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  Chancroid disease

Chancroid disease is a sexually transmitted disease that presents as painful sores or chancres on the genitals. This disease mainly occurs in developing countries such as African, Asian and Latin American countries. This disease can affect any sexually active individual, but is rare only four thousand cases are reported annually.

Chancroid disease Std
Chancroid disease


Symptoms for chancroid are irregular shaped open sores that are quite painful. Chancroid is a local infection, which does not become systemic. Chancroids are treatable, curable and have no long term health implications. Symptoms for this disease are chancroids appearing on the genitals. The chancroids are painful open sores.

After first being infected, an incubation period of up to two weeks will be followed by a small bump that becomes an ulcer a day later. The ulcer can range in size from 1/8 of an inch to two inches in diameter. The ulcer is irregularly shaped with defined borders. The center of the ulcer has a grey, yellowish pus-like fluid and it easily bleeds if knocked or injured. Fifty percent of male patients have a single ulcer. Female patients typically have four or five ulcers. On men, the ulcers are usually on the glands of the penis and on women they appear on the labia minora.

Other areas for chancroid on men are the foreskin, grove behind the head of the penis, the opening of the penis (urethral meatus), scrotum or the shaft of the penis. On women, chancroid may also appear on opposing surfaces of the labia, perianal area and the inner thighs. The most common symptom for women is painful urination and intercourse. The initial appearance of the chancre can be confused with a hard chancre, a symptom of syphilis. A third of patients develop enlarged inguinal lymph nodes, which may progress to rupturing with abscesses which drain. The swollen lymph nodes and abscesses are referredto as buboes.


A small gram-negative rod organism, haemophilus ducreyi is the bacteria that are the source of chancroids. Gram-negative rod organism are defined as bacteria that do not retain crystal violet dye when stained for microscopic examination, following the Gram staining protocol. Gram positive bacteria will retain the dye after an alcohol wash. After theinitial wash a counter stain is added which will color all Gram-negative bacteria a pink or red shade.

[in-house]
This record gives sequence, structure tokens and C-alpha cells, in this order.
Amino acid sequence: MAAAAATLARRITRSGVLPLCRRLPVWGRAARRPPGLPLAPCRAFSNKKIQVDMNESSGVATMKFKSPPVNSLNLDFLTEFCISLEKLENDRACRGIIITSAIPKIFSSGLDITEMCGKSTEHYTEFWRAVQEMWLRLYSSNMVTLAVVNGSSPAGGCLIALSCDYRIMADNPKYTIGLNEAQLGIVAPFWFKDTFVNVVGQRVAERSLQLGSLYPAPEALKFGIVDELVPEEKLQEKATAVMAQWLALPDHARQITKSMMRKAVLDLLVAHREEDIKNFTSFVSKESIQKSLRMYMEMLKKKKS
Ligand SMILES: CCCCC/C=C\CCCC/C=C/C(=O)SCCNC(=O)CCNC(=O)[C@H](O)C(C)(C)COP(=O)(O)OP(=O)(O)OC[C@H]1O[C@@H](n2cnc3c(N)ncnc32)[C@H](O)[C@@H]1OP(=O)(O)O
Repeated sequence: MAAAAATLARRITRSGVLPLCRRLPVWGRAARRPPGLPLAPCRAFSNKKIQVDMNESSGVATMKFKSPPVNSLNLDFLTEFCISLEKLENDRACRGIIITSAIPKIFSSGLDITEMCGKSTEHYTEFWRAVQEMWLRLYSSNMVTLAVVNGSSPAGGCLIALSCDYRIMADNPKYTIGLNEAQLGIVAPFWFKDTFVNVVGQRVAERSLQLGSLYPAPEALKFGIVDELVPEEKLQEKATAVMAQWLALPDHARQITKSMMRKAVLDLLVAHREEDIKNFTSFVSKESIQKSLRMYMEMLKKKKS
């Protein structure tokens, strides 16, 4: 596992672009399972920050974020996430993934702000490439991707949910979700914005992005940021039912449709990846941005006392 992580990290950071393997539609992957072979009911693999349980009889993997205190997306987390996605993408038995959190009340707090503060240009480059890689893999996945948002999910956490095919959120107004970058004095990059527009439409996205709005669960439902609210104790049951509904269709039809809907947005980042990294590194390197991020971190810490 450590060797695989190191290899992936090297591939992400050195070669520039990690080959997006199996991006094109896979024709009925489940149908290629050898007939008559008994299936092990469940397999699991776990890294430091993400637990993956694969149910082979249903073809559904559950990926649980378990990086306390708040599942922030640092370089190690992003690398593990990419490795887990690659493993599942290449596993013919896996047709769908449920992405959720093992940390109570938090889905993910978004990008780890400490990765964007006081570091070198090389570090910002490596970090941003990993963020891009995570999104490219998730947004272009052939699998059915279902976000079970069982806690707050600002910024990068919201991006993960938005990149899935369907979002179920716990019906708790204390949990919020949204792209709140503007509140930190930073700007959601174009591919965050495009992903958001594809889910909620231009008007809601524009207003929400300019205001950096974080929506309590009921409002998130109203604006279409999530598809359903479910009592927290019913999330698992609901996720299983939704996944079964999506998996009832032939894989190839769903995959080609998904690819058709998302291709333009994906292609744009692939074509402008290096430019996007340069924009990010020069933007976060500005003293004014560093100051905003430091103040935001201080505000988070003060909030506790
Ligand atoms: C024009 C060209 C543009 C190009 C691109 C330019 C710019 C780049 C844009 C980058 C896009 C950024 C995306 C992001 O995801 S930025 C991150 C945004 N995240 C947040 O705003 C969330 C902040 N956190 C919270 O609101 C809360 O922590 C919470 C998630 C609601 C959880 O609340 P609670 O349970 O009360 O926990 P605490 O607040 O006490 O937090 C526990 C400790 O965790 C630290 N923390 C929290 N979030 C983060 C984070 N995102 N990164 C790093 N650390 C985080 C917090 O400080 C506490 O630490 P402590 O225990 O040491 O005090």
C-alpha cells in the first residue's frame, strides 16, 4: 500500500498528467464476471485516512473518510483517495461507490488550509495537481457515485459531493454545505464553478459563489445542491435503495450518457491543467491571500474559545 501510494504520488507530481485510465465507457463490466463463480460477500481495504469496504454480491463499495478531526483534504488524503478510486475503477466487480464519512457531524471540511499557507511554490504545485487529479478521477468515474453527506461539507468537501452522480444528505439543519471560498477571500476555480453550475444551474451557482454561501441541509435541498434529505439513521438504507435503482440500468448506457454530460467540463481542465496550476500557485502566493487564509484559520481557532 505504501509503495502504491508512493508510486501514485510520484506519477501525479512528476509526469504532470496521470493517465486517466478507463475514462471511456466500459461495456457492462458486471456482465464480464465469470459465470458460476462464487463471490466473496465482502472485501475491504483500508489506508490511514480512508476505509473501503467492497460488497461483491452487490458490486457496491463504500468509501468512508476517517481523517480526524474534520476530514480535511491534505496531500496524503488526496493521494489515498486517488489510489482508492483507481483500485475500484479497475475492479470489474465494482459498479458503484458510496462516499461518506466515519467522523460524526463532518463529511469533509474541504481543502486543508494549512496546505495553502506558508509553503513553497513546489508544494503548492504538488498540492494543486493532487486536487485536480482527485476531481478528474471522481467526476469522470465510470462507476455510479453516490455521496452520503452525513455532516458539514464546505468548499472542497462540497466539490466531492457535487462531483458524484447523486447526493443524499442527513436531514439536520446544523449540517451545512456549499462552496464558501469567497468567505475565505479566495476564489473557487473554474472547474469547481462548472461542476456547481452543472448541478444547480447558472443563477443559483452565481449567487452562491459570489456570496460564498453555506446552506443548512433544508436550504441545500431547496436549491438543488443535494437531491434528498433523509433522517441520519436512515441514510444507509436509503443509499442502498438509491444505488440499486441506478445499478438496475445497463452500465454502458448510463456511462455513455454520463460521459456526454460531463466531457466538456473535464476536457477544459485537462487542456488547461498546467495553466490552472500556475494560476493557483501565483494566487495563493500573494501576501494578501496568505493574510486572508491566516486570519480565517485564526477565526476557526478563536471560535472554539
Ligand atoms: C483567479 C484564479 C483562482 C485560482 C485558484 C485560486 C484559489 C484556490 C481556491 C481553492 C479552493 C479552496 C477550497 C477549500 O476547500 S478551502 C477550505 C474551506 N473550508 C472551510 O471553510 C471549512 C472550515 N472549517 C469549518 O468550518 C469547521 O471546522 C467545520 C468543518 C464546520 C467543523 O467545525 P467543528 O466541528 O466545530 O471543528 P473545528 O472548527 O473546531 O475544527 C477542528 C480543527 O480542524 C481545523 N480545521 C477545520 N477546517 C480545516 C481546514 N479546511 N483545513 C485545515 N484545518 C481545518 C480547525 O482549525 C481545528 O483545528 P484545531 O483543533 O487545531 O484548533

The open sore of chancroid resembles the sore present in syphilis, so this must be ruled out because the treatments are different. Chancroid is diagnosed by Gram stain of culture, biopsy or microscopic exam of a smear sample of the sore.

Diagnosis is determined by culturing H. ducreyi with results checked immediately at the clinic or within four hours. A blood test is usually inconclusive, but can rule out other sexually transmitted diseases.


Buboes may require draining with a needle to prevent bursting. This is performed under local anesthesia. Treatment with antibiotics is curing the infection, but strains are becoming resistant to common antibiotics.

Standard treatment is two weeks of regular doses of one of the following antibiotics: erythromycin, trimethoprin. A single dose of axithromycin or ceftriaxone can also be used to treat chancroid.

Seven days after treatment the patient should be re-examined. If the sore does not show improvement other causes and complications should be examined. When treating chancroid, it is important to remember that large ulcers, and swollen and inflamed lymph nodes take longer to heal. Patients with HIV or another STD or illness may slow the healing process. Doctors should also verify that patients are following the oral antibiotic regimen and check for drug resistant strains of H. ducreyi.

Natural remedies can cure chancroid, but they take longer. The recommended natural remedy involves dietary changes, lifestyle changes, herbal treatments and pain relief treatments. Patients with active chancroid sores should avoid sexual intercourse until the sore is healed. Dietary recommendations include flax seed oil, fresh fruits and vegetables, and plenty of water, while avoiding alcohol, carbonated beverages, diary foods, sugar, refined flours and fruit juices. Nutricitonal supplements recommended are proteolytic enzymes and vitamin C and zinc. Herbal treatments are used to relieve pain, such as a golden seal poultice applied to sores and a goldenseal/vitamin A suppository. A warm sitz bath with tea tree oil drops, and vaginal douches of goldenseal and Oregon grape root are recommended to relieve pain and discomfort.

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